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Colorado baker loses appeal over refusal to make gender transition cake


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6 hours ago, HerNibs said:

The baker refused to make a cake based on WHAT THE CUSTOMER STATED rather than the substance of what the cake looked like. Person goes into bakery, asks for a white cake with white frosting.  Baker refuses to make cake based on something the customer says.

This though is too vague. If the customer came in calling the owner racial epitaphs, or threatening bodily harm, then 100% the owner can refuse to make a cake. So it does depend on WHAT the customer said.

This customer, rather then ordering the cake and being happy in it's promised delivery. Chose to tell the owner, whom they knew would be angry, something the owner has stated he was very much against, due to religious reasons. Customer did NOT have tell the owner the purpose to receive the cake. Customer did so to purposefully trigger the owner, and start a lawsuit. That they wanted 100000 dollars as damages.

If the customer had asked for specific writing on the cake that was offensive to the owner, I could see that being a reason to refuse also.

I'd tend to agree with the current judgment though. The owner did not have a good enough reason to refuse to make the cake. So he was fined $500. And I agree with the judge that the defendant should get nothing. 

Edited by DieChecker
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Found the actual Federal case decision.


The State appeals case decision.


Apparently the CADA laws used in the case do not allow for "damages" and thus when the case was settled, the defendant had to file another lawsuit to seek damages.

Looks like already submitted to the SCotUS.

https://www.supremecourt.gov/DocketPDF/21/21-476/226880/20220602102911906_FRC Final Draft.pdf


Masterpiece 2
Days after his Supreme Court victory, Jack was charged again by the same state agency, this time alleging transgender discrimination. Autumn Scardina asked Jack, on the day this Court granted cert in Masterpiece 1, to create a custom gender-transition celebration cake.28 After Jack’s win in Masterpiece 1, Scardina had called the Cakeshop again, asking for a custom cake in the shape of the Satan smoking marijuana. Scardina’s cake requests are harassment and not genuine service requests. Unbelievably, the Colorado Civil Rights Commission treated Scardina’s complaints as genuine. When Jack sued the agency in federal court for religious harassment, the agency backed down and dismissed its complaint.29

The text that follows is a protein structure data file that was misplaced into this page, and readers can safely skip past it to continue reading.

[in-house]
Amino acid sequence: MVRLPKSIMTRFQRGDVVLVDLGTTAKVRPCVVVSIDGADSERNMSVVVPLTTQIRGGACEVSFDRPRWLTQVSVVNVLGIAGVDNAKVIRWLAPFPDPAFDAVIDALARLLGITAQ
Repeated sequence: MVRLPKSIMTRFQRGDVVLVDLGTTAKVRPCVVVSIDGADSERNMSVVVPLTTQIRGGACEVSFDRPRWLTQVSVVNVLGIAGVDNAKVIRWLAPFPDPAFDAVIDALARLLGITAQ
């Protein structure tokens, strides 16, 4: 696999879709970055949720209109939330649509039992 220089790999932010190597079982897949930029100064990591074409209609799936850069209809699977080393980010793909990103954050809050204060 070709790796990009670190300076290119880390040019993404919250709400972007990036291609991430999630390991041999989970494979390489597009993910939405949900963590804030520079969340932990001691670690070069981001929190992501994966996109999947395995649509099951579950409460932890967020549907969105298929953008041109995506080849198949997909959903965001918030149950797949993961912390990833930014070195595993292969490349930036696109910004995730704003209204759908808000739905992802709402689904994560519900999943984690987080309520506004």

Masterpiece 3
Scardina did not back down however, even when the Commission dismissed the complaint. Scardina then filed a lawsuit in state court over the same custom cake requests Masterpiece declined, a decision that was not because of the person who requested it. Phillips would not create cakes expressing the requested message no matter who asked for it. On June 15, 2021, the court issued a ruling against Jack, but on August 2, 2021, Jack appealed the trial court ruling to the Colorado Court of Appeals. The case is still pending. According to Jack’s lawyer, “[Phillips] once had ten employees and now it’s down to four. He has lost a big part of his business, in addition to the severe emotional toll” imposed by litigation.30

Also lists other cases that might apply

  • Wisconsin—Amy Lynn Photography Studio v. City of Madison
  • New Mexico—Elane Photography, LLC v. Willock
  • Idaho - Knapp v. Coeur D’Alene (Wedding Chapel and Officiants)
  • Oregon - Sweet Cakes by Melissa (Cake Designer) 
  • California - Tastries Bakery (Cake Design)
  • Bibliotechnical Athenaeum v. Nat’l Lawyers Guild, Inc., Case No. 653668/16, 2018 WL 1172597 (N.Y. Sup. Ct. Mar. 06, 2018)
  • Virginia - Updegrove v. Herring (photographer)

Until this Court settles the question, lower courts will continue to erroneously treat sexual autonomy as somehow more protected than religious autonomy or associational autonomy in the public square. Obergefell promised that sexual autonomy might be joining the list of protected rights, but it was not a “new and improved autonomy.” Yet Obergefell has led to uncertainty on how to rule and disagree about what the law requires, so creative professionals are uncertain on how to act. Clarity from this Court is critical to stopping the chill. For these reasons, and those specified in Petitioners’ brief, your amicus prays this Court to resolve these issues in favor of free speech and religious liberty. 


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